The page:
The Misconceptions Surrounding Hospice
There are many misconceptions about hospice, and we’re here to address just a few of them. Naturally, we invite you to speak with one of our admissions representatives to learn answers more specific to your situation.
Misconception #1: Many people believe hospice to be a place, but it is really more of a state of mind. While it can occur anywhere, hospice care usually takes place in the comfort of an individual's home. “Home” of course, can also be a nursing home, assisted living facility, or residential care facility.
Misconception #2: Another is that receiving hospice care is an admission of hopelessness. Nothing could be further from the truth. Putting your loved one into hospice care does not mean giving up hope or that death is imminent. The earlier an individual receives hospice care, the more opportunity there is to stabilize a patient's medical condition and address other needs.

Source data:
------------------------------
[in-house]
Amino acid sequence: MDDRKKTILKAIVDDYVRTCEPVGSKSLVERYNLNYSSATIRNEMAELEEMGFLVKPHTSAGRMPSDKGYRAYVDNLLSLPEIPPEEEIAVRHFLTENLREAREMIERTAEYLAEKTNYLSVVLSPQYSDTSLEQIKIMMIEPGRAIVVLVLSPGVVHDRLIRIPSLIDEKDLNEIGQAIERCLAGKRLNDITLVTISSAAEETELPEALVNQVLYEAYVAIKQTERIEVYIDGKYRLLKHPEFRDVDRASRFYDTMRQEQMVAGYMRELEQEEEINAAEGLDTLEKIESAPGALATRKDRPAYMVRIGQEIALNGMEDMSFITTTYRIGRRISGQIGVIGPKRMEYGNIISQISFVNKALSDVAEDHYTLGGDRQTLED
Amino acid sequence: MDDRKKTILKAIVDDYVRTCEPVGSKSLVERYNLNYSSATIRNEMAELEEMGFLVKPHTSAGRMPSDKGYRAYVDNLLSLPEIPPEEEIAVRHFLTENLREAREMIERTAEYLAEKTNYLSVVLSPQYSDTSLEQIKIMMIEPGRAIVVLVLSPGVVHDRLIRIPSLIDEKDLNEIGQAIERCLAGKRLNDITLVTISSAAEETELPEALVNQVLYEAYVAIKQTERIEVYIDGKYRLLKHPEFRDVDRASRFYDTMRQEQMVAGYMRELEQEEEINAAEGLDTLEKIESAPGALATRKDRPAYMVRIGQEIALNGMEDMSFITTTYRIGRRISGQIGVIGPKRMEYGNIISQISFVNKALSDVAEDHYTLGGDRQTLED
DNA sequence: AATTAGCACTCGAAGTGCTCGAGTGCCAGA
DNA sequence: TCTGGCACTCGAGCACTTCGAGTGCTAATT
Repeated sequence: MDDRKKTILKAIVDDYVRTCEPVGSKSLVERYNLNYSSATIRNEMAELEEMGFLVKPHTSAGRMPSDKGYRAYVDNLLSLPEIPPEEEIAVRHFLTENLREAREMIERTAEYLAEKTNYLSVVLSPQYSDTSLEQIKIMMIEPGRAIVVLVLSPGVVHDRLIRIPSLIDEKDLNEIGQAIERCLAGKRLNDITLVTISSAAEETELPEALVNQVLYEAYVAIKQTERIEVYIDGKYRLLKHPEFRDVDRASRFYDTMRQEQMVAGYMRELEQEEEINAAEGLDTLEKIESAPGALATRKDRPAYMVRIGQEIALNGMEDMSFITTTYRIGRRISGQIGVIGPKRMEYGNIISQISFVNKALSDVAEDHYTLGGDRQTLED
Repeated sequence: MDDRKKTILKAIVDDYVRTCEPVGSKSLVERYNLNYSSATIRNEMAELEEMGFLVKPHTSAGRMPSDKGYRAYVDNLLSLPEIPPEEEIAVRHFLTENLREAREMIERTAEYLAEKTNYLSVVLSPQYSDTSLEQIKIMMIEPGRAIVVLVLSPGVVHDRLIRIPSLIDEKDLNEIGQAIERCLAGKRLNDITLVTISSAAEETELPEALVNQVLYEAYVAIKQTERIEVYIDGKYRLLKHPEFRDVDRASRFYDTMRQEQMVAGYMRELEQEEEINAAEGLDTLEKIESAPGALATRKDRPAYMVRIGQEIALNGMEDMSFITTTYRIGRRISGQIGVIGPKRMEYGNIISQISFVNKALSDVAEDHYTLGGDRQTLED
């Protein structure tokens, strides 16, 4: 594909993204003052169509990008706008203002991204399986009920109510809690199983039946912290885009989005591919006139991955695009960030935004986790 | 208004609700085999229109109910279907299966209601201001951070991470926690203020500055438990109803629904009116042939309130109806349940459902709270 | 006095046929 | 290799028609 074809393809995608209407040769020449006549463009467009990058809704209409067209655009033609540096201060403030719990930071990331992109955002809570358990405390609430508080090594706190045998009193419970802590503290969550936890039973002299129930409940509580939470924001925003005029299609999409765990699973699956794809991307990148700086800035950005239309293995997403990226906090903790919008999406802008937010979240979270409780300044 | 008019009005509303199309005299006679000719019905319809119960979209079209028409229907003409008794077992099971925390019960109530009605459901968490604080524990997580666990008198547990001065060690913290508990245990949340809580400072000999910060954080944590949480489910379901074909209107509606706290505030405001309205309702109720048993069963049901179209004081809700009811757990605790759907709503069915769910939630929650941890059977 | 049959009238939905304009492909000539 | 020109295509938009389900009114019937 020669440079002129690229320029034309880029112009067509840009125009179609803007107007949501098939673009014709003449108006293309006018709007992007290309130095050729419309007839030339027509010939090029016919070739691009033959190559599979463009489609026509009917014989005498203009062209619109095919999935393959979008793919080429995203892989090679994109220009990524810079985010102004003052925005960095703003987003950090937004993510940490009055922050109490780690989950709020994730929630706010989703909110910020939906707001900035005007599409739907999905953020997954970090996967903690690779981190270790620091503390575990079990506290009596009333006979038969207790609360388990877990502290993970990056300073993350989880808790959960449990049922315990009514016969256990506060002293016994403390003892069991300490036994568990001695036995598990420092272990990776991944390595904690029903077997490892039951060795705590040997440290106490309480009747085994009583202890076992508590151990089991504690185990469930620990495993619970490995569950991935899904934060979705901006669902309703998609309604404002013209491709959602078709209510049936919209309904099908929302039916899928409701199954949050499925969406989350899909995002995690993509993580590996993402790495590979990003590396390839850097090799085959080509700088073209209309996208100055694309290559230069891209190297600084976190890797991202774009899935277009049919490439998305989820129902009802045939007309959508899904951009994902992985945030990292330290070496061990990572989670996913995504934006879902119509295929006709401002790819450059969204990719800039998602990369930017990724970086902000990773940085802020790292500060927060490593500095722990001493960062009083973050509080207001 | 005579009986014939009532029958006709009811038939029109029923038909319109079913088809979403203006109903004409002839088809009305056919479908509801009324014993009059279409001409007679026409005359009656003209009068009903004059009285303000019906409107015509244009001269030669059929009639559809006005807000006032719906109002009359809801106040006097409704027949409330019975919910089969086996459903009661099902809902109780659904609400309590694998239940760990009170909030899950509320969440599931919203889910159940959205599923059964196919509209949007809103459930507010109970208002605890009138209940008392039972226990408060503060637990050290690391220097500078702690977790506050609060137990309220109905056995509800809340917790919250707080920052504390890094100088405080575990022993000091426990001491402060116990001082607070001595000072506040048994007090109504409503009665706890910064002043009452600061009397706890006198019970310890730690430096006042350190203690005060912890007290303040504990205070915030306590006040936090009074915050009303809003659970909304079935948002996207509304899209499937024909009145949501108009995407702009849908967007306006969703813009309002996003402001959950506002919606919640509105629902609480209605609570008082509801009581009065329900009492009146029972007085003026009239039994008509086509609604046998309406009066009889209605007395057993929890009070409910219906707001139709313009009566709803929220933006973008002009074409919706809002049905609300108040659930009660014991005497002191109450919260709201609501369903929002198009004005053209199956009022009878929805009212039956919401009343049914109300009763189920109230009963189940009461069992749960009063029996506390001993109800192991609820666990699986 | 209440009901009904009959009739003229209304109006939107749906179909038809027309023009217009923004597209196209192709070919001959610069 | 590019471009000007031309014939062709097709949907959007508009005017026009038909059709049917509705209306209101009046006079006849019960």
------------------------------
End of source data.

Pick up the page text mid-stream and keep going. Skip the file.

Misconception #3: Many hospice patients and their families are concerned that there’s a time limit to Medicare hospice benefits. Medicare, and most private insurance, pays for hospice care as long as the patient continues to meets the criteria necessary. Patients may come on and off hospice care, and re-enroll in hospice care, as needed.
Misconception #4: Surprisingly, many believe they have no right to make the ‘hospice decision.’ Nothing could be further from the truth. While your physician recommends care, whether hospice or traditional curative care, it is always the patient's right (or in some cases the right of the person who holds power of attorney) and decision to determine when hospice is appropriate and which program suits his or her needs.
Patients also always have the right to reinstate traditional care at any time, for any reason. If a patient's condition improves or the disease goes into remission, he or she can be discharged from a hospice and return to aggressive, curative measures, if so desired. If a discharged patient wants to return to hospice care, Medicare, Medicaid, and most private insurance companies and HMOs will allow readmission.
We want you to know that hospice is truly focused on the “positive.” Often when faced with a terminal illness, many patients and family members tend to dwell on the imminent loss of life rather than on making the most of the life that remains. Hospice helps patients reclaim the spirit of life. It helps them understand that even though death can lead to sadness, anger, and pain, it can also lead to opportunities for reminiscence, laughter, reunion, and hope.